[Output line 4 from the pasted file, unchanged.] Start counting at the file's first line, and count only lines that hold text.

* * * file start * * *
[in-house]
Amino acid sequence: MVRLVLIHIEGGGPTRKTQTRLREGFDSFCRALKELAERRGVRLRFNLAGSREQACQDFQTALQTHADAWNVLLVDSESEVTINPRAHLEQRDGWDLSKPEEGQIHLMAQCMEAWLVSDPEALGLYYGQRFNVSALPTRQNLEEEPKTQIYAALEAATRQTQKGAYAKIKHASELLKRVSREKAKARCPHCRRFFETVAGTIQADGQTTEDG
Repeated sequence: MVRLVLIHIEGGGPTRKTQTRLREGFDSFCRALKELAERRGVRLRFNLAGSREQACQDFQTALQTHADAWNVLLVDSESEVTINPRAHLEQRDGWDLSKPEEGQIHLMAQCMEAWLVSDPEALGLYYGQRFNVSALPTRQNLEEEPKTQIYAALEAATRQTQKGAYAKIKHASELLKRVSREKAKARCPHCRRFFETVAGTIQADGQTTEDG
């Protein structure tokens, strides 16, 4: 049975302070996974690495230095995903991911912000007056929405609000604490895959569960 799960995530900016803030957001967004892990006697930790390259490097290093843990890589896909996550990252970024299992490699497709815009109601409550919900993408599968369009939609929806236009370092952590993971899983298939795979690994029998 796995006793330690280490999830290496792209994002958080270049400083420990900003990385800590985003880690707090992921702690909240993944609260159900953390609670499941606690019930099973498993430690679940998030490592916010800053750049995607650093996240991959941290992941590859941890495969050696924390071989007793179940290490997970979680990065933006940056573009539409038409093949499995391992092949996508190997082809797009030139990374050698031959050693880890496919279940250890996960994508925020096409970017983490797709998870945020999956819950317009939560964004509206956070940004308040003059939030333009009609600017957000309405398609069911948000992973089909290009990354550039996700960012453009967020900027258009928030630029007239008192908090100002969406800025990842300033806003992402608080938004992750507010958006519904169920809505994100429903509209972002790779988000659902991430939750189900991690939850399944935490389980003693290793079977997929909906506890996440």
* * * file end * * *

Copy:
């Protein structure tokens, strides 16, 4: 049975302070996974690495230095995903991911912000007056929405609000604490895959569960 799960995530900016803030957001967004892990006697930790390259490097290093843990890589896909996550990252970024299992490699497709815009109601409550919900993408599968369009939609929806236009370092952590993971899983298939795979690994029998 796995006793330690280490999830290496792209994002958080270049400083420990900003990385800590985003880690707090992921702690909240993944609260159900953390609670499941606690019930099973498993430690679940998030490592916010800053750049995607650093996240991959941290992941590859941890495969050696924390071989007793179940290490997970979680990065933006940056573009539409038409093949499995391992092949996508190997082809797009030139990374050698031959050693880890496919279940250890996960994508925020096409970017983490797709998870945020999956819950317009939560964004509206956070940004308040003059939030333009009609600017957000309405398609069911948000992973089909290009990354550039996700960012453009967020900027258009928030630029007239008192908090100002969406800025990842300033806003992402608080938004992750507010958006519904169920809505994100429903509209972002790779988000659902991430939750189900991690939850399944935490389980003693290793079977997929909906506890996440």